Anger mounts over ‘worst-ever’ tourist attraction that’s basically a mound of dirt

Despite opening just days ago, the Marble Arch Mound on the edge of Oxford Street has already earned itself the title of London’s worst-ever tourist attraction.

The $A3.1 million initiative promised so much when it was first announced – an artificial rolling hill of grass with lush trees shooting out the side, offering a one-of-a-kind view from the top of parts of the English capital that have never been seen before.

From 25 metres up, visitors would be able to marvel down at Oxford Street and beyond, and take in the magical Hyde Park, on top a natural wonder.

Designed by Dutch architecture firm MVRDV, the Marble Arch Mound project had created intense buzz in the famed Oxford Street district.

But it has sensationally failed to live up to expectations in an almost comical way.

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The new attraction has been forced to offer refunds to visitors amid widespread disappointment and derision of the grass-clad viewing platform. Picture: AFPSource:AFP

Visitors ascend the Marble Arch Mound, which the local Westminster Council admitted is ‘not yet ready for visitors’. Picture: AFPSource:AFP

Excited visitors arrived to find little more than a mound covered in patchy turf with some fledgling saplings sagging from it.

On top, that stunning vista is dominated by a construction site and streets crowded with rubbish bins.

From there, visitors were told they’d descend into the mound’s hollowed-out interior to find a high-end cafe, a gift shop and an art exhibition space.

Instead, people are greeted with an almost entirely empty space that seems to be used for storage.

A mooted light show art piece also hasn’t eventuated, although a number of cables can be found around the site.

It costs £8 ($A15) for a ticket, so with that on offer, it’s no wonder people are quite upset by the let-down.

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Marble arch mound is the worst thing I've ever done in London

Dan Barker was one of a number of Londoners to share his thoughts about the attraction, saying on Twitter: “I think they oversold it a bit and they should update the website to downgrade expectations.”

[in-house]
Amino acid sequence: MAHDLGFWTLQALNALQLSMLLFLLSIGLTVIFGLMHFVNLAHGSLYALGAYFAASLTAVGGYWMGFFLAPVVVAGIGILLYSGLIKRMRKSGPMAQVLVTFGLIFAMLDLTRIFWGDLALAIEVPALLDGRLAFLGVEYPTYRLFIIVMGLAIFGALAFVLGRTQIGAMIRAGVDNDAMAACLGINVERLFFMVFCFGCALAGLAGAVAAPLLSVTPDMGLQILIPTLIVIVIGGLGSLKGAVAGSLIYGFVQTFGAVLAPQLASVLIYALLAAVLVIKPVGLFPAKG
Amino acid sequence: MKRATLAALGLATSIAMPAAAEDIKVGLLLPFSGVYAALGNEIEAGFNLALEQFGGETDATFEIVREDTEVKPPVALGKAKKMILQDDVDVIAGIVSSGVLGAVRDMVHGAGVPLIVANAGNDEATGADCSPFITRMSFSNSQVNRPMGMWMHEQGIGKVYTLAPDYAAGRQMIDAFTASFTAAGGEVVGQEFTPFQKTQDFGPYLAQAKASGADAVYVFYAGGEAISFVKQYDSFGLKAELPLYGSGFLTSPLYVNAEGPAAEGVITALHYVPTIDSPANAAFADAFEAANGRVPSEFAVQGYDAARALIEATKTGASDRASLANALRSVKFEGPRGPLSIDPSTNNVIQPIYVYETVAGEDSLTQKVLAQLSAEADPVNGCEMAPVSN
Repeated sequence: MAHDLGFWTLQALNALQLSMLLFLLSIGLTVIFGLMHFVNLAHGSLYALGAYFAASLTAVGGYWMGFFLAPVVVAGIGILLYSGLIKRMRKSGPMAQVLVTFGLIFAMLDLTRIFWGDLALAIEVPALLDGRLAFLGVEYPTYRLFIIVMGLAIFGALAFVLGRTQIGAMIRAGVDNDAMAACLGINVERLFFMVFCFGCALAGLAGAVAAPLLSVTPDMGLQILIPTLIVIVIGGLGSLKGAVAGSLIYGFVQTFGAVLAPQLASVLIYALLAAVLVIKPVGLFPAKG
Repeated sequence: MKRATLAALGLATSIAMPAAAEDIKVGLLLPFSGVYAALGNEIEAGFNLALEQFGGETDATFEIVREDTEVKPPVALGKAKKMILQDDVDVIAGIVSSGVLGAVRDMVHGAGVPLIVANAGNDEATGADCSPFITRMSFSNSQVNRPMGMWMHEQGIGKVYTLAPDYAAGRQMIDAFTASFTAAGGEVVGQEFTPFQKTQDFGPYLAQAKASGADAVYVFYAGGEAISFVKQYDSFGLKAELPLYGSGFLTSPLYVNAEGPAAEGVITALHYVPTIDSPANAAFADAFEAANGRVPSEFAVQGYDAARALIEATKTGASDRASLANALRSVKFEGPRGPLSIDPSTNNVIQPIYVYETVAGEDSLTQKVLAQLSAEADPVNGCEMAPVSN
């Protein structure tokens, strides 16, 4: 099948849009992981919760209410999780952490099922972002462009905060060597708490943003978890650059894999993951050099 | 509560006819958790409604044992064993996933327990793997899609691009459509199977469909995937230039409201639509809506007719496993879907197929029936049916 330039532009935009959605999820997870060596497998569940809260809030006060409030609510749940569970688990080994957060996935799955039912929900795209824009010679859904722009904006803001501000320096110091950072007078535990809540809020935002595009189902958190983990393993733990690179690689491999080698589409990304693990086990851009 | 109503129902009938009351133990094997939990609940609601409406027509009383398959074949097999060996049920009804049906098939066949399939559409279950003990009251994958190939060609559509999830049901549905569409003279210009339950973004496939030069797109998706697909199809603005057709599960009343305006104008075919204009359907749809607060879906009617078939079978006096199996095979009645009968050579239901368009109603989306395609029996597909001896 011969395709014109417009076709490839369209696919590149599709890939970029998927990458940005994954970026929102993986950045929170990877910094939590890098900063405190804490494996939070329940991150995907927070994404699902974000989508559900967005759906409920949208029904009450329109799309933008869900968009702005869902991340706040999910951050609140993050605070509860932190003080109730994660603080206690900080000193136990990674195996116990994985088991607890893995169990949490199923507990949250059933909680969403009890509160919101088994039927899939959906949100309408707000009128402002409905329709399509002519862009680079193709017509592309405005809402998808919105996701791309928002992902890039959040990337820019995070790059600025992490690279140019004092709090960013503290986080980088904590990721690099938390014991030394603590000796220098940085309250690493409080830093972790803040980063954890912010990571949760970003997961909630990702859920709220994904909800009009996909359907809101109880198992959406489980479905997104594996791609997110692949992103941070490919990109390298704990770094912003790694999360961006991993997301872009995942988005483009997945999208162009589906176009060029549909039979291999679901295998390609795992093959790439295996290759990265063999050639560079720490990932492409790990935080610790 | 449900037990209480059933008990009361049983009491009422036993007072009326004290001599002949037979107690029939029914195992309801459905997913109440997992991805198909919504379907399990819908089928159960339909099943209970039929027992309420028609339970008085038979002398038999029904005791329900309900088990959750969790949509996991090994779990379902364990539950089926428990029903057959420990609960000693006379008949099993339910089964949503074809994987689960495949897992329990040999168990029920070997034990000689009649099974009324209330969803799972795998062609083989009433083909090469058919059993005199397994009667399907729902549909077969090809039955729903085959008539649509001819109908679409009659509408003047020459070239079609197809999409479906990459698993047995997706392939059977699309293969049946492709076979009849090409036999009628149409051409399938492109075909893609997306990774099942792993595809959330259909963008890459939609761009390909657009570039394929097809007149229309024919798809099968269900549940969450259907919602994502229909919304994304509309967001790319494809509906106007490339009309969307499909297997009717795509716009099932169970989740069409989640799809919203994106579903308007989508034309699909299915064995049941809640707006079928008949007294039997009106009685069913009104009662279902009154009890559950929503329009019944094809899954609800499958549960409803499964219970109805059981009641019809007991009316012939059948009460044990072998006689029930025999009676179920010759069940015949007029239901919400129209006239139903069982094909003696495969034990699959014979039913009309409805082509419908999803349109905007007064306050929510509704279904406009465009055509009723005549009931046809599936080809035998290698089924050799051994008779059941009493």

I went to the Marble Arch Mound today. It cost £2 million to build, and today was launch day, but it was still quite quiet.

Here is a short thread with info.

First, the original plan drawings and the marketing description do not quite match reality.

Part of the ‘unique’ view from the top. Picture: Dan Barker/Twitter @danbarkerSource:Twitter

But he added that he still enjoyed it – with a hefty caveat attached.

“I enjoyed it … as you might enjoy a bad statue of (Cristiano) Ronaldo or a car park Santa‘s Grotto with dogs pretending to be reindeer than as a dazzling spectacle.”


According to local reports, operators have been inundated with demands for refunds from disappointed visitors.

Westminster Council, in charge of the project, issued a statement conceding “elements of the Marble Arch Mount aren’t yet ready for visitors” and the landscaping will require “more time to bed in and grow”.

The inside food hall will come, the council insisted, as will the glittering light show.

An artist’s impression of the project looks considerably better than the real thing.Source:Supplied

The real thing has been a bit of a let-down for many visitors. Picture: AFPSource:AFP

Those disappointed with the experience can get a refund and a free ticket to return when the site is “at its best”, the council added.

The project was part of broader initiatives to encourage Londoners to venture out again in the aftermath of the covid pandemic.

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